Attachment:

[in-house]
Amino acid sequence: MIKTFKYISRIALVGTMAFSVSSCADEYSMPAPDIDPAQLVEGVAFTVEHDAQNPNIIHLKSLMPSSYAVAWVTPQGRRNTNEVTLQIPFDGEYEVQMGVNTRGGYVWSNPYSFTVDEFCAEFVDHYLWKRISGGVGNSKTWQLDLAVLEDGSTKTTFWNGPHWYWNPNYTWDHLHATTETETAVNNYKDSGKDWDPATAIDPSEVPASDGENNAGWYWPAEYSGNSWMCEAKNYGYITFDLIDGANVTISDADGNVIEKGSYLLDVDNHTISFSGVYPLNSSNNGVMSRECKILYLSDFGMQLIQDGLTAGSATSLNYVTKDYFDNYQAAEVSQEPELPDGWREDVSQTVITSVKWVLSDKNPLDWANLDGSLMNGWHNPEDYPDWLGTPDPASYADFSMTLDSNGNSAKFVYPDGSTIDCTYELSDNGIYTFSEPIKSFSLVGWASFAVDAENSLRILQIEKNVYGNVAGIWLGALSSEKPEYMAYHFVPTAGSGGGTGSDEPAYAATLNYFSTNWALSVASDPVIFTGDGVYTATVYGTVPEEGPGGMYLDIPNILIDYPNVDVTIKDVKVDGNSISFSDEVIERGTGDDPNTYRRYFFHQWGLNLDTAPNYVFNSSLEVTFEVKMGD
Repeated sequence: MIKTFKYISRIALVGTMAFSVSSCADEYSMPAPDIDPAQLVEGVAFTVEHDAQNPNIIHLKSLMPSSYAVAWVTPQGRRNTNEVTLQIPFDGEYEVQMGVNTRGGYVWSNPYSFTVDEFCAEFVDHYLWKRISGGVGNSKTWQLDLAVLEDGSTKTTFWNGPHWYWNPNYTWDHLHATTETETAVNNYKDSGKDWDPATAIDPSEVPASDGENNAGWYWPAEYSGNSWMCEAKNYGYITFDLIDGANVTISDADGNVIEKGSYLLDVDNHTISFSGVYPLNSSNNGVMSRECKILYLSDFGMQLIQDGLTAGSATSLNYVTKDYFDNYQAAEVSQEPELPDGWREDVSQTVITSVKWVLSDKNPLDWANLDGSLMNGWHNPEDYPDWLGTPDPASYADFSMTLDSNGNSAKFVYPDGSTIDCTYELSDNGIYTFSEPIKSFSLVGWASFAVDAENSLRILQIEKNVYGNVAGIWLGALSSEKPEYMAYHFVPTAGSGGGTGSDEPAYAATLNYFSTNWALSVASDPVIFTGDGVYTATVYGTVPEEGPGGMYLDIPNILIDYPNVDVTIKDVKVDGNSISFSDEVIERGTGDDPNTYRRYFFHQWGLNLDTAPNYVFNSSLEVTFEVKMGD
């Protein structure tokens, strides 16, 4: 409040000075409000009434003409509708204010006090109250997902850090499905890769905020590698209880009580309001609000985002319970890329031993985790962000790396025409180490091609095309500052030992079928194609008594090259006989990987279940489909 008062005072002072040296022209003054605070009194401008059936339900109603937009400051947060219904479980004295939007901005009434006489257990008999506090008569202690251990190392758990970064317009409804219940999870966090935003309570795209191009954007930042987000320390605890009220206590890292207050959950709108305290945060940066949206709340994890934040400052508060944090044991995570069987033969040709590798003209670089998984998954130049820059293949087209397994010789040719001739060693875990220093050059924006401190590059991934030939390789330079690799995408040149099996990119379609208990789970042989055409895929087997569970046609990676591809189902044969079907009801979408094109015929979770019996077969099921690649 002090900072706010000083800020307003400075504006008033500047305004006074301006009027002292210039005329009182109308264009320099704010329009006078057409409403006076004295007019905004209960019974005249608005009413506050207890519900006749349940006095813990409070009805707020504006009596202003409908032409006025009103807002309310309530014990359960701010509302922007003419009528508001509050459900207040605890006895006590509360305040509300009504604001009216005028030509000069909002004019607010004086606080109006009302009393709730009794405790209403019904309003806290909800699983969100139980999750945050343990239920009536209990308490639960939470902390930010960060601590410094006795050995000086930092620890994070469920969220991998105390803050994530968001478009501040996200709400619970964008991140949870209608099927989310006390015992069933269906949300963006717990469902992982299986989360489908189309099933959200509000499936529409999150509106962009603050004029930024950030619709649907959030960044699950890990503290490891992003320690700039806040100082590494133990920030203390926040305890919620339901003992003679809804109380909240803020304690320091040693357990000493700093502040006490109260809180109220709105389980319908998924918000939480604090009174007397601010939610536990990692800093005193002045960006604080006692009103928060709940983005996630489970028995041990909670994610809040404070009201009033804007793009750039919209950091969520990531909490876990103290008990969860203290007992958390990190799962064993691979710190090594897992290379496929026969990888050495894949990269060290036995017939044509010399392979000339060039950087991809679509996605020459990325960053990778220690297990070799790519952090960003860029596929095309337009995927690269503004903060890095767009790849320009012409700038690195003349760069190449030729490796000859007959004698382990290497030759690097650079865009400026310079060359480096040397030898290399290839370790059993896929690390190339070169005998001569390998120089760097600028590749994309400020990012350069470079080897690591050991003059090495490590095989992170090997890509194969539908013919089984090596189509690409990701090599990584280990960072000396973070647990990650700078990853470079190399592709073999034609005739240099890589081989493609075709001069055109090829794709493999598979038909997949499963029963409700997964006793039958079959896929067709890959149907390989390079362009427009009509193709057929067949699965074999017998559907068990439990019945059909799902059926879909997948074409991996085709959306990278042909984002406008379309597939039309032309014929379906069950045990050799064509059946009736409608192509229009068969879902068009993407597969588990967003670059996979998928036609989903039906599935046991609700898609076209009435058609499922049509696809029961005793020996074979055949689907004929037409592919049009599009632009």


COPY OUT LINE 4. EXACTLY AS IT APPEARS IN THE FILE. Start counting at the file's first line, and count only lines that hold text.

């Protein structure tokens, strides 16, 4: 409040000075409000009434003409509708204010006090109250997902850090499905890769905020590698209880009580309001609000985002319970890329031993985790962000790396025409180490091609095309500052030992079928194609008594090259006989990987279940489909 008062005072002072040296022209003054605070009194401008059936339900109603937009400051947060219904479980004295939007901005009434006489257990008999506090008569202690251990190392758990970064317009409804219940999870966090935003309570795209191009954007930042987000320390605890009220206590890292207050959950709108305290945060940066949206709340994890934040400052508060944090044991995570069987033969040709590798003209670089998984998954130049820059293949087209397994010789040719001739060693875990220093050059924006401190590059991934030939390789330079690799995408040149099996990119379609208990789970042989055409895929087997569970046609990676591809189902044969079907009801979408094109015929979770019996077969099921690649 002090900072706010000083800020307003400075504006008033500047305004006074301006009027002292210039005329009182109308264009320099704010329009006078057409409403006076004295007019905004209960019974005249608005009413506050207890519900006749349940006095813990409070009805707020504006009596202003409908032409006025009103807002309310309530014990359960701010509302922007003419009528508001509050459900207040605890006895006590509360305040509300009504604001009216005028030509000069909002004019607010004086606080109006009302009393709730009794405790209403019904309003806290909800699983969100139980999750945050343990239920009536209990308490639960939470902390930010960060601590410094006795050995000086930092620890994070469920969220991998105390803050994530968001478009501040996200709400619970964008991140949870209608099927989310006390015992069933269906949300963006717990469902992982299986989360489908189309099933959200509000499936529409999150509106962009603050004029930024950030619709649907959030960044699950890990503290490891992003320690700039806040100082590494133990920030203390926040305890919620339901003992003679809804109380909240803020304690320091040693357990000493700093502040006490109260809180109220709105389980319908998924918000939480604090009174007397601010939610536990990692800093005193002045960006604080006692009103928060709940983005996630489970028995041990909670994610809040404070009201009033804007793009750039919209950091969520990531909490876990103290008990969860203290007992958390990190799962064993691979710190090594897992290379496929026969990888050495894949990269060290036995017939044509010399392979000339060039950087991809679509996605020459990325960053990778220690297990070799790519952090960003860029596929095309337009995927690269503004903060890095767009790849320009012409700038690195003349760069190449030729490796000859007959004698382990290497030759690097650079865009400026310079060359480096040397030898290399290839370790059993896929690390190339070169005998001569390998120089760097600028590749994309400020990012350069470079080897690591050991003059090495490590095989992170090997890509194969539908013919089984090596189509690409990701090599990584280990960072000396973070647990990650700078990853470079190399592709073999034609005739240099890589081989493609075709001069055109090829794709493999598979038909997949499963029963409700997964006793039958079959896929067709890959149907390989390079362009427009009509193709057929067949699965074999017998559907068990439990019945059909799902059926879909997948074409991996085709959306990278042909984002406008379309597939039309032309014929379906069950045990050799064509059946009736409608192509229009068969879902068009993407597969588990967003670059996979998928036609989903039906599935046991609700898609076209009435058609499922049509696809029961005793020996074979055949689907004929037409592919049009599009632009």